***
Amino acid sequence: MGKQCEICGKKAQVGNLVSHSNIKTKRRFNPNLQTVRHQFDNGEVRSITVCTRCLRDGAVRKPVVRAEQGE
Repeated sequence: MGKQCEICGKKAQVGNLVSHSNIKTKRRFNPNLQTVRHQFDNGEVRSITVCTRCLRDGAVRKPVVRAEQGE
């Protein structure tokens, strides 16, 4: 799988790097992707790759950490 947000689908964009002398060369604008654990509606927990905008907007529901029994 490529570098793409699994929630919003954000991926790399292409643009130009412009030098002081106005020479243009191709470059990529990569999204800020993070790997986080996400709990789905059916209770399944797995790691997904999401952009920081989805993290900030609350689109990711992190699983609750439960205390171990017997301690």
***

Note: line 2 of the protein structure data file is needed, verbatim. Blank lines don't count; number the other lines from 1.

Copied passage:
Repeated sequence: MGKQCEICGKKAQVGNLVSHSNIKTKRRFNPNLQTVRHQFDNGEVRSITVCTRCLRDGAVRKPVVRAEQGE